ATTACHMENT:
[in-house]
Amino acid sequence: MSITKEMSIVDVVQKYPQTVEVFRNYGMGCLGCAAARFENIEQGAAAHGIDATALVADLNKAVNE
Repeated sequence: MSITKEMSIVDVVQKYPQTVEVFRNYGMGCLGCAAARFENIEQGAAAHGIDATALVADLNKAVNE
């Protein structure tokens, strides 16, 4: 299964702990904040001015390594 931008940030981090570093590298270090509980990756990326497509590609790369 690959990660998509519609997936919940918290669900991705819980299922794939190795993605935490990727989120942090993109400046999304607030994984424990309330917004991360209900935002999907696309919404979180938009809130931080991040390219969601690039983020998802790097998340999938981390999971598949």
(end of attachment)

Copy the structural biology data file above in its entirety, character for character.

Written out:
[in-house]
Amino acid sequence: MSITKEMSIVDVVQKYPQTVEVFRNYGMGCLGCAAARFENIEQGAAAHGIDATALVADLNKAVNE
Repeated sequence: MSITKEMSIVDVVQKYPQTVEVFRNYGMGCLGCAAARFENIEQGAAAHGIDATALVADLNKAVNE
């Protein structure tokens, strides 16, 4: 299964702990904040001015390594 931008940030981090570093590298270090509980990756990326497509590609790369 690959990660998509519609997936919940918290669900991705819980299922794939190795993605935490990727989120942090993109400046999304607030994984424990309330917004991360209900935002999907696309919404979180938009809130931080991040390219969601690039983020998802790097998340999938981390999971598949």